Saturday, 19 January 2013

Books Read: Catherine King - The Secret Daughter

Phyllis Kimber's entire future is called into question after her father is killed in Earl Redfern's employ. But the earl knows something about Phyllis that means she will always be looked after.


As lady's maid to Martha, Phyllis is the American heiress's only confidant in England: she knows Martha doesn't love the recently widowed Lord Melton, the man Martha's socially ambitious father is determined she marries, but there's another secret - a secret that makes Phyllis give up everything to protect her friend.

Martha begins making preparations to return to America with Phyllis, her father and new husband on the Titanic but the burden of deception eclipses Phyllis's hope for a new future. As she struggles to protect Martha, Phyllis must decide where her loyalties lie, unaware of the undiscovered secrets in her own past and of the tragedy that is about to unfold on that fateful crossing.

Firstly I must apologise to Catherine and her publishers, Sphere, for the delay in publishing this review for The Secret Daughter as I actually read the book at the end of November.  It was only when I was searching through archives for something that I realised that I hadn't written up my review!

This is a book in two parts which spans two decade leading up to events shortly after the sinking of the Titanic, and is told from the points of view of two women who are polar opposites; Phyllis, a young woman in service, and Martha, an American heiress.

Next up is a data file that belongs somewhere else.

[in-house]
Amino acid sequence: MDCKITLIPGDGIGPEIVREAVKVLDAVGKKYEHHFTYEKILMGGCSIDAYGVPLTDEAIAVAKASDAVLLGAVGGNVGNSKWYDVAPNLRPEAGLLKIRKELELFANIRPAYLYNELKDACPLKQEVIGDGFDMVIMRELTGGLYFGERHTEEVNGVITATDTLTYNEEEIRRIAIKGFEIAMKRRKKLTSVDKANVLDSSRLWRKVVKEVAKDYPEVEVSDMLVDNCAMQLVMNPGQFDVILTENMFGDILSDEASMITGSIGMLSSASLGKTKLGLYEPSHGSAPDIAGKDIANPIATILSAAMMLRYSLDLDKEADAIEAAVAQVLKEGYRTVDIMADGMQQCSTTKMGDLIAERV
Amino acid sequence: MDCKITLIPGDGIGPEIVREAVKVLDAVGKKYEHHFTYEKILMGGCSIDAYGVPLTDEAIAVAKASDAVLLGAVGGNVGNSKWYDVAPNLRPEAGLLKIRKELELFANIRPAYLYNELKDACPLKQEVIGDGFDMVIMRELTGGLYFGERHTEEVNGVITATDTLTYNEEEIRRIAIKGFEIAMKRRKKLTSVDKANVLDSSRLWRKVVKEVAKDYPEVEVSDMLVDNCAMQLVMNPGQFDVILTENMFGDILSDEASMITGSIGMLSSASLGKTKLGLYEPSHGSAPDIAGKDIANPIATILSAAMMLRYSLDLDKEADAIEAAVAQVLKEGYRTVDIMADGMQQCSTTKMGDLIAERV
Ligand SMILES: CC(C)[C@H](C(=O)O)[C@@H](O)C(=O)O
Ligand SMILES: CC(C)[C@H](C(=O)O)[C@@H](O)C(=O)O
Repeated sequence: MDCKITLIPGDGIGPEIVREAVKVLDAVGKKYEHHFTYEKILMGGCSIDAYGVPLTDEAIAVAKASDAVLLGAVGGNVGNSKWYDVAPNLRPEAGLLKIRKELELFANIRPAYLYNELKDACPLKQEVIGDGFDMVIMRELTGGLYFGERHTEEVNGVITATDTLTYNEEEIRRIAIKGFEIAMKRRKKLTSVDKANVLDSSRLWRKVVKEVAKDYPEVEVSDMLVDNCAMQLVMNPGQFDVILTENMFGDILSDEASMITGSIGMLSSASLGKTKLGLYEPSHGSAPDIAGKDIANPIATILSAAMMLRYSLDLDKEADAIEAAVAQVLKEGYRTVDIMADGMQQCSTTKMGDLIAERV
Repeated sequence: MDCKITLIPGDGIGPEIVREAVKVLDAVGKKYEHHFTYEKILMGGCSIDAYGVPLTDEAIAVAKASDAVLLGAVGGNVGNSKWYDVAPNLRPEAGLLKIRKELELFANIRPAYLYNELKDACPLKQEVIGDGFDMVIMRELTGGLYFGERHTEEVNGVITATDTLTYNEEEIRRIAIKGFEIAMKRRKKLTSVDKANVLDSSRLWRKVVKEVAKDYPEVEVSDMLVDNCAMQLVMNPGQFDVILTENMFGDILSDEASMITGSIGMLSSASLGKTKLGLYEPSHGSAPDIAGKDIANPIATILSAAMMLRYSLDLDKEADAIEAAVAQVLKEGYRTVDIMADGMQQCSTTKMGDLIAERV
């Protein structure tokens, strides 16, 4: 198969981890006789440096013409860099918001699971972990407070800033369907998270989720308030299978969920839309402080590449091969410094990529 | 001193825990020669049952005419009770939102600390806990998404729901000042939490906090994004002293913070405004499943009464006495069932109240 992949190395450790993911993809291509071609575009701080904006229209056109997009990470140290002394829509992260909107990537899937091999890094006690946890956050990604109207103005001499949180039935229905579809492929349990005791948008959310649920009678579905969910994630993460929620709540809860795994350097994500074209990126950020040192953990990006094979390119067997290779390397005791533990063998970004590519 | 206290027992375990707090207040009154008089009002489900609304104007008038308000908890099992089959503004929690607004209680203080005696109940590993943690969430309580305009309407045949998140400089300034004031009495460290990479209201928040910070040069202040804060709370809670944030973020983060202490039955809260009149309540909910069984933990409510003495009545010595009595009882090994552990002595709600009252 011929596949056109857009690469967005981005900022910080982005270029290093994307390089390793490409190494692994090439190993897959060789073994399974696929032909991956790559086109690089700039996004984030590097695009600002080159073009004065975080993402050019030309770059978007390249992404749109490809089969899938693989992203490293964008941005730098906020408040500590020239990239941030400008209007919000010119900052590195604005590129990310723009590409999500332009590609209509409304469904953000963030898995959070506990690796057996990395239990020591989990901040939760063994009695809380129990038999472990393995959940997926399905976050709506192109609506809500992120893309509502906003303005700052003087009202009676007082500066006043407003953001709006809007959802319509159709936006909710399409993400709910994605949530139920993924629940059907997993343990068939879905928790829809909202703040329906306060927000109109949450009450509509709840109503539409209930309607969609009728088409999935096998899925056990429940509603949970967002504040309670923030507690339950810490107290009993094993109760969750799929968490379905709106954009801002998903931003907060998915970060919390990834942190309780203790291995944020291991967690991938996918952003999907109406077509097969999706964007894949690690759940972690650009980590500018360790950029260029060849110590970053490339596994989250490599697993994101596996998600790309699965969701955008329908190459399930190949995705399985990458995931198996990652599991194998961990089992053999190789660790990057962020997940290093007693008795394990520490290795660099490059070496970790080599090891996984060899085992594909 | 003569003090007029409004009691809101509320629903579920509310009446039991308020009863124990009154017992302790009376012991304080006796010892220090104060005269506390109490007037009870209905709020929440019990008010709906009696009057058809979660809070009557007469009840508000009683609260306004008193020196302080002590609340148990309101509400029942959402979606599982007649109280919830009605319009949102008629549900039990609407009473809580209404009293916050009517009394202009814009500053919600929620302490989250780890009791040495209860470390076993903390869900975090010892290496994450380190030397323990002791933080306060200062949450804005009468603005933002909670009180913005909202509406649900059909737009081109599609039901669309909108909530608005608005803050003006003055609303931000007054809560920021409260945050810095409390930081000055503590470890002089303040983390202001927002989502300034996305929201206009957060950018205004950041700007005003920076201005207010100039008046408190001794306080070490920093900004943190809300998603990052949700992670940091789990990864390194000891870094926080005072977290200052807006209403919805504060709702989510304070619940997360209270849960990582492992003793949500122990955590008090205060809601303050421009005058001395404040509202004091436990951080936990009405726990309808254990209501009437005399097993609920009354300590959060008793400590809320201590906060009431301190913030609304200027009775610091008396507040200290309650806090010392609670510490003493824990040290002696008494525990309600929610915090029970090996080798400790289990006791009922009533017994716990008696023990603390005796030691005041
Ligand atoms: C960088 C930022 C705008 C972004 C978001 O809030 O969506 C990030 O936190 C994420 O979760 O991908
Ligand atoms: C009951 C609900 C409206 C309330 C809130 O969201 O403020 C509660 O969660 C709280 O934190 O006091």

The first part of the book concentrates purely on Phyllis who we see going into service, as a nanny looking after Lord Melton's children, when Earl Redfern recommends her for the position following the death of her father.  But Phyllis' dream has always been to get a coveted position as a lady's maid and when things start to go awry she eventually decides to leave service and ends up working in a London hotel.

Meanwhile across the sea in America, Martha's father is trying to claw his way to the top so is eager to see his only daughter marry into a lofted position in society.  When he meets a recently widowed member of the English aristocracy, Lord Melton, he sees this as the perfect opportunity for his dreams to be fulfilled and so the courtship begins despite Martha not being in love with Lord Melton.  

The paths of the two women eventually cross when Martha comes to England and stays at the hotel Phyllis is working at, she's asked to be her lady's maid during her stay and eventually agrees to leave the hotel and return into service to become Martha's full-time lady's maid when she leaves to get married.  But to Martha Phyllis is more than a lady's maid, she's a confidante and at times the boundaries of their relationship become blurred when Phyllis is forced to conceal a secret.

I have to confess I found this story a little slow to begin with but once the pace picked up I soon got into the flow of it.  There's plenty of characters to get your head around, some you'll love and others you'll hate, but fortunately the nice ones outweigh the bad.  Overall if you like historical fiction with an upstairs/downstairs storyline then I'm sure you'll enjoy this book.

I'd like to thank Frances at Sphere for sending me a copy of this book to review.

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